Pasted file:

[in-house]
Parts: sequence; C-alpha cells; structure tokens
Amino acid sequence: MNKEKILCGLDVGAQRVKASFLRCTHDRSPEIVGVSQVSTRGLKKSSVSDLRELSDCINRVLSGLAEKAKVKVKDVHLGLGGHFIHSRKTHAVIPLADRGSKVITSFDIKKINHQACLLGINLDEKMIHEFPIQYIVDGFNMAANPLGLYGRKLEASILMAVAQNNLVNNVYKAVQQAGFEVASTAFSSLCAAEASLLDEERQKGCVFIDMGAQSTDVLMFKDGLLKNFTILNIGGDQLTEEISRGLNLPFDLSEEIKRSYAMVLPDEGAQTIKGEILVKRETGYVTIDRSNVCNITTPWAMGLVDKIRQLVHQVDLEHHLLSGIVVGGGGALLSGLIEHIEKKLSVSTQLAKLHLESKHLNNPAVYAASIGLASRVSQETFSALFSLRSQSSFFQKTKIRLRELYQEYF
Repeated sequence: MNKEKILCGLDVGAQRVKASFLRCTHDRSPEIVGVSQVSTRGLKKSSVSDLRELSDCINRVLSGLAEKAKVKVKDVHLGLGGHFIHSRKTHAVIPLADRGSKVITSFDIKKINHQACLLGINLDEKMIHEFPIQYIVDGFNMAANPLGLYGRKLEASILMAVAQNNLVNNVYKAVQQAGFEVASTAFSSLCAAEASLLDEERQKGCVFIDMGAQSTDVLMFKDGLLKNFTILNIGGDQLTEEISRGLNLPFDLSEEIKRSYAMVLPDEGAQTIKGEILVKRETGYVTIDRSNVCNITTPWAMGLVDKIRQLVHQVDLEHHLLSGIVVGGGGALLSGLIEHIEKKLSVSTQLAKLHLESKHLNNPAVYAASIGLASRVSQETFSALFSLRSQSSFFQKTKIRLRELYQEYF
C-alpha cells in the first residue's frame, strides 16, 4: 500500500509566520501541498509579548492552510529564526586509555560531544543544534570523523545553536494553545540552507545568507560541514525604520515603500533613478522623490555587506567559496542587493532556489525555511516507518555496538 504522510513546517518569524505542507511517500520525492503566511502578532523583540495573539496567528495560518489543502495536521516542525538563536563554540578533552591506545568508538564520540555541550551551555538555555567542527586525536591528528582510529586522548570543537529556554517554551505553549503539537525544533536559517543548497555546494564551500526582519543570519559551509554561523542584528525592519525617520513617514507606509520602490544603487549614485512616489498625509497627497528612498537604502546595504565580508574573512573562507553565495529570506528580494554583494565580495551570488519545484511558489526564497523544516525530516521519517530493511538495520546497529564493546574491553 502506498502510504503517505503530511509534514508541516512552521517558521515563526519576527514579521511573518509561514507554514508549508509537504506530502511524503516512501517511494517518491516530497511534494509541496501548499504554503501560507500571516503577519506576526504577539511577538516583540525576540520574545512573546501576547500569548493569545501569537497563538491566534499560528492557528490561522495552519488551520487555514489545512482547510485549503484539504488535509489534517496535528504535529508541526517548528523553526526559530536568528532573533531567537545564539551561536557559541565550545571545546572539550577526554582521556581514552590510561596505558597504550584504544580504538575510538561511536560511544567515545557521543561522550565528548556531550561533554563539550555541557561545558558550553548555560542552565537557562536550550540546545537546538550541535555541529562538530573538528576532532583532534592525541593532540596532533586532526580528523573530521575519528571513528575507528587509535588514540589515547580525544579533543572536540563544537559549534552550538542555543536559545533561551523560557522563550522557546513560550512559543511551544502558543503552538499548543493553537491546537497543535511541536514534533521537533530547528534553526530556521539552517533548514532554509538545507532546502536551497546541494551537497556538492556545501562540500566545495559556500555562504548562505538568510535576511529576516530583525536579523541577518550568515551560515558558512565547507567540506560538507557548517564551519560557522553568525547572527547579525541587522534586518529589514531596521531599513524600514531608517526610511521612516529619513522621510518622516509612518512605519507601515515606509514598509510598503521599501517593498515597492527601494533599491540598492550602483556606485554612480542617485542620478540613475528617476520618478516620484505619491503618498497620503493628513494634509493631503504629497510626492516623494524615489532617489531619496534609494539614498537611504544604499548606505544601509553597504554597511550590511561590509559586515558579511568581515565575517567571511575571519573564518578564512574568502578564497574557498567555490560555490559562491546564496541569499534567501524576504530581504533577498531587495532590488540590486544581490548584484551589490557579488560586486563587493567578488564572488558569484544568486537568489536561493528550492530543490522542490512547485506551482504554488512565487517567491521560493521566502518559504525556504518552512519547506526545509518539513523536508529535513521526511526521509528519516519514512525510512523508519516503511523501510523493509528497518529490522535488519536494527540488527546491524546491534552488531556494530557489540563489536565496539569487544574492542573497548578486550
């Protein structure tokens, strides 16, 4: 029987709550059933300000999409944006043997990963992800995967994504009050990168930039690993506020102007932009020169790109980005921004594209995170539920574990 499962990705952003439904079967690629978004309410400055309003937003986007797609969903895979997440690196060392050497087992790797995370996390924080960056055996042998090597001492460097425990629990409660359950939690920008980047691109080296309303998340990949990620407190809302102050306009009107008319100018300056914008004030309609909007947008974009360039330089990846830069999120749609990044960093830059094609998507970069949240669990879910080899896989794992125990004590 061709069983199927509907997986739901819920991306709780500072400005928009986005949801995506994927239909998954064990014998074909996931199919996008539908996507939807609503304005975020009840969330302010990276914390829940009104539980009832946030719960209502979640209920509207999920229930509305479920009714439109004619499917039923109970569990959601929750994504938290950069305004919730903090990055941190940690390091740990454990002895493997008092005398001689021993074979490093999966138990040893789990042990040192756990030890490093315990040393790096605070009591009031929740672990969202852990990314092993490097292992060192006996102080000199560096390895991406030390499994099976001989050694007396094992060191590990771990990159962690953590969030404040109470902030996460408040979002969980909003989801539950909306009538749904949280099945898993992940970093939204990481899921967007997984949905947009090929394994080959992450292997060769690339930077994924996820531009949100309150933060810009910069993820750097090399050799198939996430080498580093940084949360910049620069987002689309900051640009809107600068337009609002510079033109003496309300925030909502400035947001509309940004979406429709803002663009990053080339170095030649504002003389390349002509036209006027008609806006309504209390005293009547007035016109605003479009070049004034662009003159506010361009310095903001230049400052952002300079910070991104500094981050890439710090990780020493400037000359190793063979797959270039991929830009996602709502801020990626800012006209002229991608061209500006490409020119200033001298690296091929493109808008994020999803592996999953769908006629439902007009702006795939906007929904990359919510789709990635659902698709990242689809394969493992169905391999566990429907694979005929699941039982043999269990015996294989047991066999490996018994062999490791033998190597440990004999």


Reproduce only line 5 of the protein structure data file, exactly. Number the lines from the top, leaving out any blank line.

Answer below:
C-alpha cells in the first residue's frame, strides 16, 4: 500500500509566520501541498509579548492552510529564526586509555560531544543544534570523523545553536494553545540552507545568507560541514525604520515603500533613478522623490555587506567559496542587493532556489525555511516507518555496538 504522510513546517518569524505542507511517500520525492503566511502578532523583540495573539496567528495560518489543502495536521516542525538563536563554540578533552591506545568508538564520540555541550551551555538555555567542527586525536591528528582510529586522548570543537529556554517554551505553549503539537525544533536559517543548497555546494564551500526582519543570519559551509554561523542584528525592519525617520513617514507606509520602490544603487549614485512616489498625509497627497528612498537604502546595504565580508574573512573562507553565495529570506528580494554583494565580495551570488519545484511558489526564497523544516525530516521519517530493511538495520546497529564493546574491553 502506498502510504503517505503530511509534514508541516512552521517558521515563526519576527514579521511573518509561514507554514508549508509537504506530502511524503516512501517511494517518491516530497511534494509541496501548499504554503501560507500571516503577519506576526504577539511577538516583540525576540520574545512573546501576547500569548493569545501569537497563538491566534499560528492557528490561522495552519488551520487555514489545512482547510485549503484539504488535509489534517496535528504535529508541526517548528523553526526559530536568528532573533531567537545564539551561536557559541565550545571545546572539550577526554582521556581514552590510561596505558597504550584504544580504538575510538561511536560511544567515545557521543561522550565528548556531550561533554563539550555541557561545558558550553548555560542552565537557562536550550540546545537546538550541535555541529562538530573538528576532532583532534592525541593532540596532533586532526580528523573530521575519528571513528575507528587509535588514540589515547580525544579533543572536540563544537559549534552550538542555543536559545533561551523560557522563550522557546513560550512559543511551544502558543503552538499548543493553537491546537497543535511541536514534533521537533530547528534553526530556521539552517533548514532554509538545507532546502536551497546541494551537497556538492556545501562540500566545495559556500555562504548562505538568510535576511529576516530583525536579523541577518550568515551560515558558512565547507567540506560538507557548517564551519560557522553568525547572527547579525541587522534586518529589514531596521531599513524600514531608517526610511521612516529619513522621510518622516509612518512605519507601515515606509514598509510598503521599501517593498515597492527601494533599491540598492550602483556606485554612480542617485542620478540613475528617476520618478516620484505619491503618498497620503493628513494634509493631503504629497510626492516623494524615489532617489531619496534609494539614498537611504544604499548606505544601509553597504554597511550590511561590509559586515558579511568581515565575517567571511575571519573564518578564512574568502578564497574557498567555490560555490559562491546564496541569499534567501524576504530581504533577498531587495532590488540590486544581490548584484551589490557579488560586486563587493567578488564572488558569484544568486537568489536561493528550492530543490522542490512547485506551482504554488512565487517567491521560493521566502518559504525556504518552512519547506526545509518539513523536508529535513521526511526521509528519516519514512525510512523508519516503511523501510523493509528497518529490522535488519536494527540488527546491524546491534552488531556494530557489540563489536565496539569487544574492542573497548578486550